Descriptive writing examples for 3rd grade
Mar 16, 2018
There are many different styles and purposes for writing. One type of writing is called descriptive writing. In this lesson, you'll learn about descriptive writing and how to write a descriptive paragraph or essay.
Let's look at a couple of sentences. Ready? Ok. Here's the first sentence:
- The chicken was good at dancing.
Pretty straightforward. Now the second sentence:
- Despite being an ordinary egg-laying chicken, Renaldo dazzled the cheering crowd as he peered confidently over the rims of his metallic gray sunglasses while popping, locking, and sliding across the dance floor of the barn under the glittering lights of the makeshift disco ball.
Which of these sentences would you want to read again? Did you select the second sentence? If you did, it's most likely because it was more interesting and helped to create a picture in your mind of Renaldo the disco chicken. It sounds like he is an EGG-cellent dancer!
The second sentence is an example of descriptive writing. Descriptive writing is when an author uses carefully selected words to help create a vivid picture in the reader's mind. Oftentimes, these words involve sensory details, which focus on the sights, sounds, smells, tastes, and feelings that are associated with a particular topic.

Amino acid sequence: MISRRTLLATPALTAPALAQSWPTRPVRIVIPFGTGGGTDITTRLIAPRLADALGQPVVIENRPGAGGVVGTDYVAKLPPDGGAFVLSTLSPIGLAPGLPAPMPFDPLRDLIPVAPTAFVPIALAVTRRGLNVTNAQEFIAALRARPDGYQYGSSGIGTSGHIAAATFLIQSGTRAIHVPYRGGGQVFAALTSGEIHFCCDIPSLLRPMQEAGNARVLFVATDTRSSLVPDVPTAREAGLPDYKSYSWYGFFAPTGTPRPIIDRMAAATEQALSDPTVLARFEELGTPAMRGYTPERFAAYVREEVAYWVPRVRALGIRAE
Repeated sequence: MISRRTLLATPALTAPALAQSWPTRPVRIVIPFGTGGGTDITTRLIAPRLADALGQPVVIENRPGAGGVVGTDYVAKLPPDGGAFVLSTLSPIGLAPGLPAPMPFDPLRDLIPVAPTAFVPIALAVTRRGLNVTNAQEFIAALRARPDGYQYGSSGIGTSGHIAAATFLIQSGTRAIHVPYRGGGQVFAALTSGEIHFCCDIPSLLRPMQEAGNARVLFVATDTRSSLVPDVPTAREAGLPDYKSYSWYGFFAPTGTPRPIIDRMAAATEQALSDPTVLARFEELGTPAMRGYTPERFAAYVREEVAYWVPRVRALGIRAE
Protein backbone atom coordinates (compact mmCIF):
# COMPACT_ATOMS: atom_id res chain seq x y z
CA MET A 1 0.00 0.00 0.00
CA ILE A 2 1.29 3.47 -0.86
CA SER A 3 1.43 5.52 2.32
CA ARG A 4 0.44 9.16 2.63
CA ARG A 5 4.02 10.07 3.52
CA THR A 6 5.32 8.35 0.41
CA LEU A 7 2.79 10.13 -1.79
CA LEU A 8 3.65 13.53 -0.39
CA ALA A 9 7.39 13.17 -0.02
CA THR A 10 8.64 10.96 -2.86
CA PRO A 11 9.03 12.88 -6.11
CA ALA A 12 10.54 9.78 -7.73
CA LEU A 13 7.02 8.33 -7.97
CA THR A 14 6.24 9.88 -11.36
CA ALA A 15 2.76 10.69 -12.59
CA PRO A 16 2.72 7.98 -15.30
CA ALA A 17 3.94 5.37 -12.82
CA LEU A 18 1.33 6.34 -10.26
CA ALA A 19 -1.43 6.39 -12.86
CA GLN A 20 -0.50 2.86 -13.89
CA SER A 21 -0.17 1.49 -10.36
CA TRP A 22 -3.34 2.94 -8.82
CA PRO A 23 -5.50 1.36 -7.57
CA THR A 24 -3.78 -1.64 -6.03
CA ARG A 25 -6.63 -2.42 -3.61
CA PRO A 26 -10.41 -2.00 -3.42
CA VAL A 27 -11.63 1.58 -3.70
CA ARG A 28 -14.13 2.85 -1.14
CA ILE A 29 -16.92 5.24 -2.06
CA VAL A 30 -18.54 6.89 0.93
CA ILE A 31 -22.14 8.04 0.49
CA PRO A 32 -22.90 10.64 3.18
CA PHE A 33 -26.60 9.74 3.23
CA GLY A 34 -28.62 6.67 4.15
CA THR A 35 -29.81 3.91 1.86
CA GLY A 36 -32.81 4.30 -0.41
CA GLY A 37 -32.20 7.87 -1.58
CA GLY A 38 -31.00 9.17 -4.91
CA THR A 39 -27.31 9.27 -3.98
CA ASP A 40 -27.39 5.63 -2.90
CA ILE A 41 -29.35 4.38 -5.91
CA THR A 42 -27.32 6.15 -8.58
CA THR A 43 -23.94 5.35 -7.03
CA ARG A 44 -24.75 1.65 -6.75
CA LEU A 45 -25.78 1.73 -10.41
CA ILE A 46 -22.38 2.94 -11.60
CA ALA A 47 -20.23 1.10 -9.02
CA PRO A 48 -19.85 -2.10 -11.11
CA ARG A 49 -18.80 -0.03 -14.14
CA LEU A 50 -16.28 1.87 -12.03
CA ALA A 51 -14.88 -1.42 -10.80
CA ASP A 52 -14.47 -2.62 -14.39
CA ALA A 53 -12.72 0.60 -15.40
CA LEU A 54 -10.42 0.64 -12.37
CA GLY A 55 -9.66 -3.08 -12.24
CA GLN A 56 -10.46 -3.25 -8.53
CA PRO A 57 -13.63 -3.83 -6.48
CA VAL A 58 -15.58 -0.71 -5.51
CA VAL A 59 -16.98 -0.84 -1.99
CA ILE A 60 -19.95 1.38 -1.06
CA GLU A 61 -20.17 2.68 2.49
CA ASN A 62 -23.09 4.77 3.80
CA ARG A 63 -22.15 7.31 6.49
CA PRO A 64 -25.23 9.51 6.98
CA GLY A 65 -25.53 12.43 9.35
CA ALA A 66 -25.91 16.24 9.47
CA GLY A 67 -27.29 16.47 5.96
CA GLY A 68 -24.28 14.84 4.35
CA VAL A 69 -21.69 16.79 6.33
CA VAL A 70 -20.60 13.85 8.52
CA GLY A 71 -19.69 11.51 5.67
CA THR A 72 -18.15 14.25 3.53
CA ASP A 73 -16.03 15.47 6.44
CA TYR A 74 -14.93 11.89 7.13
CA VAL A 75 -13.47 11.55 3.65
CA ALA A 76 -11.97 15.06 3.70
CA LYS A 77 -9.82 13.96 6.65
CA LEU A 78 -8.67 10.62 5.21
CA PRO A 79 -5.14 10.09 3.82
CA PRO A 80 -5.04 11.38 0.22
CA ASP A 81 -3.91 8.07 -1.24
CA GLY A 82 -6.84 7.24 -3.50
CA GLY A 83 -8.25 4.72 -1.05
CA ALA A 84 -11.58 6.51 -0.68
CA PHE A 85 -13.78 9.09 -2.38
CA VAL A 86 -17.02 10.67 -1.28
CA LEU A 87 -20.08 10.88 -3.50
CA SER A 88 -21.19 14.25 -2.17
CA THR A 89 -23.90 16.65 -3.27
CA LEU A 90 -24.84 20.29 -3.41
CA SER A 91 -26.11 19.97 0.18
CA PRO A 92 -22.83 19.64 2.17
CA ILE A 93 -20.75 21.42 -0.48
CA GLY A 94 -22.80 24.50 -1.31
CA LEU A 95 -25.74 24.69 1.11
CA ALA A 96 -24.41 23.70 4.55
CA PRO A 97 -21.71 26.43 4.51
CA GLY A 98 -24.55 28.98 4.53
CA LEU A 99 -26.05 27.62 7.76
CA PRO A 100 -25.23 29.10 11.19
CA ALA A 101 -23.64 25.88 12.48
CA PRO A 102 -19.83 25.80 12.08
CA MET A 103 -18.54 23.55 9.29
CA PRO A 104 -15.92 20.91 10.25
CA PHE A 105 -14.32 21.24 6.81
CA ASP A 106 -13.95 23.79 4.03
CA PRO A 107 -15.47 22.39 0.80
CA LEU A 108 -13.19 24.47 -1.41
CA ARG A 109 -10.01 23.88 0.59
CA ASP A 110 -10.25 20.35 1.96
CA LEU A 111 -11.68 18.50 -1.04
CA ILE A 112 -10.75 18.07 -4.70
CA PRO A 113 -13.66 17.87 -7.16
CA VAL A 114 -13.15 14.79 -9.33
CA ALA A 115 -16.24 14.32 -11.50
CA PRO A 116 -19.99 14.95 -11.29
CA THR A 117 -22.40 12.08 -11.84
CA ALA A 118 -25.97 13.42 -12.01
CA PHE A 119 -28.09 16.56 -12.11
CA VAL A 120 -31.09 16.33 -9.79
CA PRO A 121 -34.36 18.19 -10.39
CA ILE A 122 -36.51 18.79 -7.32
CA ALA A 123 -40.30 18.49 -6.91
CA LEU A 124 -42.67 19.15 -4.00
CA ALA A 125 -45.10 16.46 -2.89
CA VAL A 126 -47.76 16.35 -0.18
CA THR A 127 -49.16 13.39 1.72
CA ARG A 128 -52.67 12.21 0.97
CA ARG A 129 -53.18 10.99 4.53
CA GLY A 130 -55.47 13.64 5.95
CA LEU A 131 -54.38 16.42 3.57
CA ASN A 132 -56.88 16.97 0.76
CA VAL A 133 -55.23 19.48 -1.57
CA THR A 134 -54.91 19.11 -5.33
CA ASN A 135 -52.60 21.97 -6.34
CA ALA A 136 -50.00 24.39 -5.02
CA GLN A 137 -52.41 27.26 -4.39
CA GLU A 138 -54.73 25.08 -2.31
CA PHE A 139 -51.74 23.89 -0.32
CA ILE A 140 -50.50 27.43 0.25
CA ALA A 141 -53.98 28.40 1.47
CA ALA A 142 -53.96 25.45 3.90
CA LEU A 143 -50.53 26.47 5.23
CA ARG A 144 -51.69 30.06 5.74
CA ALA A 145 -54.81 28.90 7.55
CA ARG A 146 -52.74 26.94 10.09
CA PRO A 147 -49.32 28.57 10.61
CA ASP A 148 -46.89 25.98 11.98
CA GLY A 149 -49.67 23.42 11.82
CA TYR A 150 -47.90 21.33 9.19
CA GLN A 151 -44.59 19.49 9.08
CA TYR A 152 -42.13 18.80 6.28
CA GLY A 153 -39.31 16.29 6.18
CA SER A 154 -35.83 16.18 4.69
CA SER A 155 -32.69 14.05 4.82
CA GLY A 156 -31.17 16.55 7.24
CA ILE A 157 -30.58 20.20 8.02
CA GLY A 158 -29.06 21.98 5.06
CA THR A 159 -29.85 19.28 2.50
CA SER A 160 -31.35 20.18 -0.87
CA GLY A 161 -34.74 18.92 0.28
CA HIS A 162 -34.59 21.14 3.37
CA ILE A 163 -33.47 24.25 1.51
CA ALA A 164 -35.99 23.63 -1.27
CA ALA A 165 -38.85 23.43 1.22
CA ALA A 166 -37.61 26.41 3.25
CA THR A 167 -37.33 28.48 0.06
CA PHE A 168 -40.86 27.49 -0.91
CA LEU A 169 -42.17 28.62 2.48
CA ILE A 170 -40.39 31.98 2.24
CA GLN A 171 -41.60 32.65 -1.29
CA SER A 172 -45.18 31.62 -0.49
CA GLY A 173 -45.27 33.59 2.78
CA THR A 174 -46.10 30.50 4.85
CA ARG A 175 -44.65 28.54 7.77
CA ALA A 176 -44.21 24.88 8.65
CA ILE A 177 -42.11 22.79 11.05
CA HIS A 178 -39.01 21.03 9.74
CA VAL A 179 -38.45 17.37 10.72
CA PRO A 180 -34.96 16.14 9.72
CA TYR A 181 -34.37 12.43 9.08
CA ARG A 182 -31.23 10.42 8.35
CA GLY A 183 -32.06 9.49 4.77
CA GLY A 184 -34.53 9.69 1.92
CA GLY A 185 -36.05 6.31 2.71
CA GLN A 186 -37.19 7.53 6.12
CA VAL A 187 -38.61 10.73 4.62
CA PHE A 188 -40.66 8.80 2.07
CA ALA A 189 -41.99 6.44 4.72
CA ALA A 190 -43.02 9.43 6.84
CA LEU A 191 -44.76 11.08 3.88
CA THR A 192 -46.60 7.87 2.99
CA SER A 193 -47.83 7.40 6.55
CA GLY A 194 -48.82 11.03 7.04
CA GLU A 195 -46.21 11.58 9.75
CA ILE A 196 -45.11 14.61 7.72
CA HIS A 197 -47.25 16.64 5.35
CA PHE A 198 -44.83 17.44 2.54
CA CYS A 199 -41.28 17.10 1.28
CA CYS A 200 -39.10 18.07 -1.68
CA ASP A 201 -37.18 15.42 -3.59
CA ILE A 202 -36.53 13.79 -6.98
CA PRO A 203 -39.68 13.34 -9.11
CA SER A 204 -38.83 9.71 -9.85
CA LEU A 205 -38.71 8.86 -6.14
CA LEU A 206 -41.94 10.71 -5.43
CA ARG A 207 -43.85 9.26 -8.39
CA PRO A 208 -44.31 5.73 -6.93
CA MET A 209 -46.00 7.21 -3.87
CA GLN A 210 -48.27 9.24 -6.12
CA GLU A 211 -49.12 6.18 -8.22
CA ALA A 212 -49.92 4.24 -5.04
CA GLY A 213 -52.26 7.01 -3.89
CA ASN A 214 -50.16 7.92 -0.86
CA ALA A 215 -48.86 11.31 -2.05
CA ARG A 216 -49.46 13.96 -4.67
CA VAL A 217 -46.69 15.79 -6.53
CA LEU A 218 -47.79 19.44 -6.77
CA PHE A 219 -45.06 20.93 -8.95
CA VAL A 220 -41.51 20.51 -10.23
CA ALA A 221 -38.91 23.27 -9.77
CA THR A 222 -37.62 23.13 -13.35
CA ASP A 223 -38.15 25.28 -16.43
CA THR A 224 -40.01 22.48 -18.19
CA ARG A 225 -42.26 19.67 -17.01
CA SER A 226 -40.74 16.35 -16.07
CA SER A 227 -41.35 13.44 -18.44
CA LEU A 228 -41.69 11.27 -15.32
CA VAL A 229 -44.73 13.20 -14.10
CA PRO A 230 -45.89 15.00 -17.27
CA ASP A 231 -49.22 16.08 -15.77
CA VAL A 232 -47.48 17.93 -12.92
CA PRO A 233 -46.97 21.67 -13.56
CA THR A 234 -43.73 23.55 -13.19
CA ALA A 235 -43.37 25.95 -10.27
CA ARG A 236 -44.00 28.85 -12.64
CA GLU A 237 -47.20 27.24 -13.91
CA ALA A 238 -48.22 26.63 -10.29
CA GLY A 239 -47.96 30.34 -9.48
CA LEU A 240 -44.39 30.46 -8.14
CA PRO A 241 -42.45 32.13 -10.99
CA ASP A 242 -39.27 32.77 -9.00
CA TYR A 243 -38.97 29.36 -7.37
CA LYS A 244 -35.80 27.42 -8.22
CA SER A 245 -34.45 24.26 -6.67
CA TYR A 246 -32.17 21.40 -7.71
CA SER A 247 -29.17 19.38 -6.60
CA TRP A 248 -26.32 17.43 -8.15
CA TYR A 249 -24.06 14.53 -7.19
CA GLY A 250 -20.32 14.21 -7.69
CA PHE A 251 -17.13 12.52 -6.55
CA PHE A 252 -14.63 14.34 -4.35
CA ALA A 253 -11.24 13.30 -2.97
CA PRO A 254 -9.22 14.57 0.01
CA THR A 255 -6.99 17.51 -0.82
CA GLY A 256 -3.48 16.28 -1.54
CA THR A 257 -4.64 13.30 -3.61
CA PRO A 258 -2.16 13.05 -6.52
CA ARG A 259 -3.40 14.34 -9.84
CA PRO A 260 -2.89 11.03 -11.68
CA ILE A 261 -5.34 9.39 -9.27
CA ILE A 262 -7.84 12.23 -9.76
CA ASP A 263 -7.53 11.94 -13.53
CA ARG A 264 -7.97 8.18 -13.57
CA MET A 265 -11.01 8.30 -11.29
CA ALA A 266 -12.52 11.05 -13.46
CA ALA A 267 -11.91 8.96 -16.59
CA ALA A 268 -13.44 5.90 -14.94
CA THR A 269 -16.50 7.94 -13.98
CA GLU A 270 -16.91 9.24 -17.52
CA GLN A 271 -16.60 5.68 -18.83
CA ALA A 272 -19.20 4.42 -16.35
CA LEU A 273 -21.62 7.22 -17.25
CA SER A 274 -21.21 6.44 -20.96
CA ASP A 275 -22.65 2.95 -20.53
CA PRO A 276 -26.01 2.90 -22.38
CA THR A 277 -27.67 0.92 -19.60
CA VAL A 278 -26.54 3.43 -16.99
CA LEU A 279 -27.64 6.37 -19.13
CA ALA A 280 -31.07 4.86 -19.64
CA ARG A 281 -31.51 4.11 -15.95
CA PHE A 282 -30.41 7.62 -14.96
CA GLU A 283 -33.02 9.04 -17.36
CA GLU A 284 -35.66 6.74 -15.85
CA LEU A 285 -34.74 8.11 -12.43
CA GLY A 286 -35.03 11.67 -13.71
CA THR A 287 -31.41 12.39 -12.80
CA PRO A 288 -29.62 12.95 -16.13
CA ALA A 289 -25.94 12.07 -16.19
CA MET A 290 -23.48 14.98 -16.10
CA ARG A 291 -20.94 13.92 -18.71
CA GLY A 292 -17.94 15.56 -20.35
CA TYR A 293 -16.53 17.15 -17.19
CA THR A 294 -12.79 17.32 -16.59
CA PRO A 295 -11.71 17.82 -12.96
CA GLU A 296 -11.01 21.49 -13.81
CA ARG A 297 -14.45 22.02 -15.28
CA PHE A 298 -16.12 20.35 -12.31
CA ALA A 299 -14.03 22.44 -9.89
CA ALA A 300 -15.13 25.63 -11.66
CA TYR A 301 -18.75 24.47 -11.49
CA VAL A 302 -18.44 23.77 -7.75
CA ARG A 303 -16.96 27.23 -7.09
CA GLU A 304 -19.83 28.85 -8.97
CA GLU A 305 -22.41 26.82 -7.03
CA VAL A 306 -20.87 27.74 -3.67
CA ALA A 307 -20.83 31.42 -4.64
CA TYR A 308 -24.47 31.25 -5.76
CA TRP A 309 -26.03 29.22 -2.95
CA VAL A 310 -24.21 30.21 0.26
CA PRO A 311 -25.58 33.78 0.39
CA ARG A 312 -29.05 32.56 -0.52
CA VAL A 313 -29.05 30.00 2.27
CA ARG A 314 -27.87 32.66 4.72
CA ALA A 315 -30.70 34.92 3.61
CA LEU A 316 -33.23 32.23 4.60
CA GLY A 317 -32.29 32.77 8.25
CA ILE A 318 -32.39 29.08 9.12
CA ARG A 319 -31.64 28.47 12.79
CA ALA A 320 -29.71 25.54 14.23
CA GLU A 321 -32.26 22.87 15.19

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The goal of descriptive writing is for readers to feel like they are actually experiencing what an author is describing. For example, there were a few descriptions in the sentence that most likely helped you create a mental image of Renaldo's dance fever like:
- 'cheering crowd'
- 'he peered confidently over the rims of his metallic gray sunglasses'
- 'popping, locking, and sliding across the dance floor'
- 'glittering lights of the makeshift disco ball'
Now that we've learned about descriptive writing, let's hatch a plan to figure out the best way to write a descriptive paragraph or essay. Sorry, but all these chicken jokes must be cracking you up, huh?